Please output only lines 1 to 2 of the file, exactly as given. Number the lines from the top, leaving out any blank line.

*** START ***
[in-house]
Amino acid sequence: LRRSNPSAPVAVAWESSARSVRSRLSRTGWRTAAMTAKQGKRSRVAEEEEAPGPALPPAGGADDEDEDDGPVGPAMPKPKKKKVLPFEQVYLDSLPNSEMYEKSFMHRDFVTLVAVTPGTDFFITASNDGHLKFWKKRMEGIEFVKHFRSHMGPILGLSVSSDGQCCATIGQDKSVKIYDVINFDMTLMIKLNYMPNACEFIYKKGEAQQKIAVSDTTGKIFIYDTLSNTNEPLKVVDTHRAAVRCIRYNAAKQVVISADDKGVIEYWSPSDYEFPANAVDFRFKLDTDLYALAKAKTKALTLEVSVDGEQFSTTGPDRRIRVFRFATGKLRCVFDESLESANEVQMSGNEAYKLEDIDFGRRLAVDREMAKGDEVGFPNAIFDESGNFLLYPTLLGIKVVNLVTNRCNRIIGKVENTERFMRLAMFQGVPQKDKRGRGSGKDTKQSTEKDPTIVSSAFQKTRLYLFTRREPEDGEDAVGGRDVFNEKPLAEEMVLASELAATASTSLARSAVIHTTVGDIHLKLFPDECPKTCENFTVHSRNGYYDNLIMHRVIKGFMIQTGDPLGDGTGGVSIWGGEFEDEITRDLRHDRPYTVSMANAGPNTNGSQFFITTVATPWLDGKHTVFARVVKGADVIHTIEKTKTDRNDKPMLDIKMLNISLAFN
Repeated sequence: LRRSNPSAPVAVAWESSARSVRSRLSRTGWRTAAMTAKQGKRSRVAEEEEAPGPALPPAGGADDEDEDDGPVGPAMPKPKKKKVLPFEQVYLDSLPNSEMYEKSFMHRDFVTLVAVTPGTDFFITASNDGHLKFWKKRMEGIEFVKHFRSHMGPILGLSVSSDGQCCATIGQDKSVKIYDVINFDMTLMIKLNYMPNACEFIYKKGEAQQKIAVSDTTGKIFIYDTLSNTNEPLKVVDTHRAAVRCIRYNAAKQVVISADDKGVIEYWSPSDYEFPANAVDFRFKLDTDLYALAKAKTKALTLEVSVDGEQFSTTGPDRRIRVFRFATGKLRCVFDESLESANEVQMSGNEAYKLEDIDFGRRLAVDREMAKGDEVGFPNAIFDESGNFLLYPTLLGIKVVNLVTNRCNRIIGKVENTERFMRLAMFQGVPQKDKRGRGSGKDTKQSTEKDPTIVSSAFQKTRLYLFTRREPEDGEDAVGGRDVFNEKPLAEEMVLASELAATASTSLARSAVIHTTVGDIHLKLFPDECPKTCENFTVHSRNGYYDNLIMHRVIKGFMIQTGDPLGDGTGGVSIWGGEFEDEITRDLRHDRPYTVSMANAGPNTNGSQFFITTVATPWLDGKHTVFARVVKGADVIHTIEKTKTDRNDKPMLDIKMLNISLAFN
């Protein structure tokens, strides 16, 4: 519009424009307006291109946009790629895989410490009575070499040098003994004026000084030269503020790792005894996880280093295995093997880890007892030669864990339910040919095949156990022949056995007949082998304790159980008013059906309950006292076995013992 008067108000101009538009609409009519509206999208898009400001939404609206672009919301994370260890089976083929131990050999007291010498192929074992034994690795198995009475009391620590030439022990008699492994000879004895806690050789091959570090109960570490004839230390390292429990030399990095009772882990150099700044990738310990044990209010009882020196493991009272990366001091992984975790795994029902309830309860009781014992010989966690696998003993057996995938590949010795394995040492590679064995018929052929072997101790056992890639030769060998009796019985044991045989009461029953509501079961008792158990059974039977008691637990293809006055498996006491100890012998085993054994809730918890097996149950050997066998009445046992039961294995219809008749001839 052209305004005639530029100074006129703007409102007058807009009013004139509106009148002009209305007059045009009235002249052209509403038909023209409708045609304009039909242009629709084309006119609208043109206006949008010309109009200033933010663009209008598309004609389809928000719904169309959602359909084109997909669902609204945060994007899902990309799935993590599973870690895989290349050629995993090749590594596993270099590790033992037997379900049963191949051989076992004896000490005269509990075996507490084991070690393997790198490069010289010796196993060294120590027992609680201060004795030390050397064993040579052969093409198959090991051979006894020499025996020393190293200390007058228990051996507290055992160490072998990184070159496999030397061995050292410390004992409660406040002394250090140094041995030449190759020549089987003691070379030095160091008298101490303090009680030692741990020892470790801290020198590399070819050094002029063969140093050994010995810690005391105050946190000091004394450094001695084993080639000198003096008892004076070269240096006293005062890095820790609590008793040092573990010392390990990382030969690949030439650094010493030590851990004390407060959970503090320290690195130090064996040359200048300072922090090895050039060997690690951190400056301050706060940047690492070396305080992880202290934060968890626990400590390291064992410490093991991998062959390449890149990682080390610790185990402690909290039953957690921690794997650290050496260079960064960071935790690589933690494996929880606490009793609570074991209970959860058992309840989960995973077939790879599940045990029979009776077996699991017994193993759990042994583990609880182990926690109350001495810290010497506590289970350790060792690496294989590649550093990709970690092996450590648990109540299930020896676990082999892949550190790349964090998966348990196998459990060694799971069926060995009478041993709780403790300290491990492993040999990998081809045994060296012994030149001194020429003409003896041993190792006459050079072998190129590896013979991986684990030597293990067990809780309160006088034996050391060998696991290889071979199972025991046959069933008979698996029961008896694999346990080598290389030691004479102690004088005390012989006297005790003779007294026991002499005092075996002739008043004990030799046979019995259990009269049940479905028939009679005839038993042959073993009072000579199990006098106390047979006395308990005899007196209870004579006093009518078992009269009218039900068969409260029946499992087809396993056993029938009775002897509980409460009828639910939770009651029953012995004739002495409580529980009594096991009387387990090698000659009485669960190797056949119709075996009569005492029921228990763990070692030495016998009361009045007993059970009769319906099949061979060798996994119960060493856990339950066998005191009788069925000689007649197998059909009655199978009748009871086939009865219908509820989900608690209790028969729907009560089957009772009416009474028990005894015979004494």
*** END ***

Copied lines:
[in-house]
Amino acid sequence: LRRSNPSAPVAVAWESSARSVRSRLSRTGWRTAAMTAKQGKRSRVAEEEEAPGPALPPAGGADDEDEDDGPVGPAMPKPKKKKVLPFEQVYLDSLPNSEMYEKSFMHRDFVTLVAVTPGTDFFITASNDGHLKFWKKRMEGIEFVKHFRSHMGPILGLSVSSDGQCCATIGQDKSVKIYDVINFDMTLMIKLNYMPNACEFIYKKGEAQQKIAVSDTTGKIFIYDTLSNTNEPLKVVDTHRAAVRCIRYNAAKQVVISADDKGVIEYWSPSDYEFPANAVDFRFKLDTDLYALAKAKTKALTLEVSVDGEQFSTTGPDRRIRVFRFATGKLRCVFDESLESANEVQMSGNEAYKLEDIDFGRRLAVDREMAKGDEVGFPNAIFDESGNFLLYPTLLGIKVVNLVTNRCNRIIGKVENTERFMRLAMFQGVPQKDKRGRGSGKDTKQSTEKDPTIVSSAFQKTRLYLFTRREPEDGEDAVGGRDVFNEKPLAEEMVLASELAATASTSLARSAVIHTTVGDIHLKLFPDECPKTCENFTVHSRNGYYDNLIMHRVIKGFMIQTGDPLGDGTGGVSIWGGEFEDEITRDLRHDRPYTVSMANAGPNTNGSQFFITTVATPWLDGKHTVFARVVKGADVIHTIEKTKTDRNDKPMLDIKMLNISLAFN